Did you know that you need a license to buy liquor in UAE? What about getting a pet? Think thrice before bringing or adopting a pet in UAE.
One of the things that our family immediately noticed on our first month in UAE in 2008 was the seemingly ‘lack of popularity’ of pet dogs. While there are many street and house cats, it was quite unusual to see dogs with their ‘parents’ in public places or even inside the house. Apparently, the flat (apartment) or villa owners (landlords) prefer that their tenants take care of cats instead of dogs due to Islamic-related reasons. Back then, there were only few landlords who allowed cats. Some resorted to hiding pet ownership from their landlord, with some kind of protection from the Godfather (aka ‘natoor’ or building caretaker). The landlords usually do not live in the same building, lease management is done commercially through a third party. Since 2010, we badly wanted to adopt a dog because we missed having one. We always had a puppy/ dog when we were still in the Philippines.
In 2011, we were allowed to have cats in the flat. We got the first fur baby in April, then adopted another one later of the same year. After two years or so, we noticed a dog on leash coming from the same building and learned that at least two dogs (different tenants) live there. Oh. We were upset because we were not allowed to have one earlier. The drama did not last for 24 hours though because that is not fair to our two cats who have made and continuously make our life more sunshine-y in this part of the Gulf. In late 2015, we were blessed with a happy coincidence. You know what they say that you do not really look for a pet, but they are the ones who come to you, especially when you least expect them? The short story was that we adopted a dog. The coincidence, adoption and how our third fur-mily member got along with the two cats deserve another blog entry.
Of course, there are pros and cons to having additional living/ non-humans at home. I will try to strike a key point in this blog entry. We operate based on a budget which means that there are things we do sacrifice to be able to allot for our fur-mily members’ needs as well (e.g. one-time neutering/ spaying, microchipping and periodic vaccinations, etc.; our dog had all these prior to adoption). I will not elaborate on the many benefits resulting from this financial sacrifice. (I remember how in Suits where both Harvey Specter and Mike Ross, in separate occasions, mentioned that they would not bother to explain to those who might not be able to understand it, anyway. That may sound arrogant, however, believe me when I say that our cats and dog bring joy to our lives and aid us in improving our overall sense of being responsible – health wise, etc. Period. )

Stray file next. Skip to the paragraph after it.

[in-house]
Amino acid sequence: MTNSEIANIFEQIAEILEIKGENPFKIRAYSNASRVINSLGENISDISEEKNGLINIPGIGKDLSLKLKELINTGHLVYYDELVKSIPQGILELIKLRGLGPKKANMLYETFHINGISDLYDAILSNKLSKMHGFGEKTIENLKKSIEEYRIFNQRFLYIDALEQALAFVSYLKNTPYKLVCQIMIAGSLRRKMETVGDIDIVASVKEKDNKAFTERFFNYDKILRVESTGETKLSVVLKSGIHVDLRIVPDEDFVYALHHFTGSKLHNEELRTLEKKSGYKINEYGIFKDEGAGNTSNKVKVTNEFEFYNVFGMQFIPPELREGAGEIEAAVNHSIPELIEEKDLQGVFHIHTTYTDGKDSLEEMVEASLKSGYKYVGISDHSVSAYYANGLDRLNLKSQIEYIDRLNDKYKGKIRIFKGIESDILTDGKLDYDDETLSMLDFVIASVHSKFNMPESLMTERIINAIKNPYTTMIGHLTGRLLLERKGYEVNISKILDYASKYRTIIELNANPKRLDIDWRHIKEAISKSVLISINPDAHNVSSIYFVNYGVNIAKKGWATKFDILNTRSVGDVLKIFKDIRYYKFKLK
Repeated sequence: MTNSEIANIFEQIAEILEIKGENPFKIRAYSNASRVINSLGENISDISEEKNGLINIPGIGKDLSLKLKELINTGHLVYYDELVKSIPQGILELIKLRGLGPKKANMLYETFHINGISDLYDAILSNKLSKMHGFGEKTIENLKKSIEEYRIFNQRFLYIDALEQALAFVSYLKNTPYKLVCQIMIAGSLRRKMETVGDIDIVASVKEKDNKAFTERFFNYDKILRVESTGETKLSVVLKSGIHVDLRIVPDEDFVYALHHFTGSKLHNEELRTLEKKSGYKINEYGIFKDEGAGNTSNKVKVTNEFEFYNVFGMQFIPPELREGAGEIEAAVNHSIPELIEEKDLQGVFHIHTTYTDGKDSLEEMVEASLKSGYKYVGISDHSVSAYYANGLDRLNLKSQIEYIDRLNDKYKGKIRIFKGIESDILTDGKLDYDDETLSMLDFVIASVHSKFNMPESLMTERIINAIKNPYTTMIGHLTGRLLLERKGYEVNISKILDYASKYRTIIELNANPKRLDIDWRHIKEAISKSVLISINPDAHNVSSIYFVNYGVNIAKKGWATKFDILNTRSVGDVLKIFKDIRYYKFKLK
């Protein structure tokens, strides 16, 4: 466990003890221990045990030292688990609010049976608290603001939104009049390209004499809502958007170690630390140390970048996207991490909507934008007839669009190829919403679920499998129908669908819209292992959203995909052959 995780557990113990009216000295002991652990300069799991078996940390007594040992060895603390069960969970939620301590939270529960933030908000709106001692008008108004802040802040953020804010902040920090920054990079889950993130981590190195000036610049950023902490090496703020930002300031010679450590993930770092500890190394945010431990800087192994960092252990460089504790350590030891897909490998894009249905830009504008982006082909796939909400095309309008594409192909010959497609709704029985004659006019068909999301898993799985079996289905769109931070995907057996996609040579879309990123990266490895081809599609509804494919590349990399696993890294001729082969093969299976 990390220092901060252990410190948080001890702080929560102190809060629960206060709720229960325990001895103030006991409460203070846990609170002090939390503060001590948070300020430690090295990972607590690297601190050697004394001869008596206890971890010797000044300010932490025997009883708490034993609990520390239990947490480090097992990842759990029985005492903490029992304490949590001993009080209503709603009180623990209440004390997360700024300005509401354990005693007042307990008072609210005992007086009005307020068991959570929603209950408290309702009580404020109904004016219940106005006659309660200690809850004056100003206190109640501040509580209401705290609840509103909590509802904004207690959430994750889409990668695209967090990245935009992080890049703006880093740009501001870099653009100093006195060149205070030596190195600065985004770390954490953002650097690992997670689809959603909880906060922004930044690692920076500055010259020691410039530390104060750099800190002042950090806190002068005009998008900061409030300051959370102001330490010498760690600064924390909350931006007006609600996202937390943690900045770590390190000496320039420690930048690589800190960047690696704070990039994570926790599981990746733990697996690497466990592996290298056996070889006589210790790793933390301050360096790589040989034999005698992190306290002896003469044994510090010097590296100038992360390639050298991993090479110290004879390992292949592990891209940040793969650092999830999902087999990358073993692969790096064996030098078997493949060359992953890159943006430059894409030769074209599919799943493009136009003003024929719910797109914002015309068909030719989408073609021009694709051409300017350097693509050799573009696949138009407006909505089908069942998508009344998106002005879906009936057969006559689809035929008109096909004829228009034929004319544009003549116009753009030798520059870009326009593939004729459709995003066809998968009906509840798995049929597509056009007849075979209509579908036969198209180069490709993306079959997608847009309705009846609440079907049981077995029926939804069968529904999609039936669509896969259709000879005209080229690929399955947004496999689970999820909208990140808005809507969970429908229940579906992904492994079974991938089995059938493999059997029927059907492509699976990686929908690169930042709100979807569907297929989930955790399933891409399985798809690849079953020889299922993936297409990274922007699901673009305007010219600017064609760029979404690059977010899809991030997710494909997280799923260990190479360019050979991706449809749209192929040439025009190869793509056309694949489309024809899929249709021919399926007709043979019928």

In late 2016, a (not so) surprise came in the form of UAE law, i.e. Federal Law No. 22 of 2016 regarding possession of wild animals (classified as mammals, reptiles, birds, invertebrates). In summary, it provides information about the exotic and dangerous animals which must be handed over to UAE authorities, requirement for all dog owners to obtain a license, and corresponding penalties. With regard to dogs, there are seven banned breeds: canario, rottweilers, pitbulls, tosa, boxer, doberman and mastiff. Our dog is a Norwich terrier.
The law was announced to the public in December 2016 which (still) gives an opportunity to those concerned to comply until middle of June 2017. Since early this year, I have been trying to get an update from the vet clinics in Abu Dhabi (e.g. American Vet, National Vet) about my main concern which is to obtain a license for my dog. They were providing me with the same information that there is still no specific details about the implementation of law. Last month, an article had been published over Dubizzle website that the due date to comply had been changed to July 2017 and provides information on obtaining license for dogs. However, this article seemed to point out to those who are residing in Dubai. (There are seven emirates in UAE, including Dubai.) When I asked the vet clinics in Abu Dhabi about the article, they seem to view that the implementation is still a gray area and do not consider it as an ‘official’ procedure to implement the law within Abu Dhabi.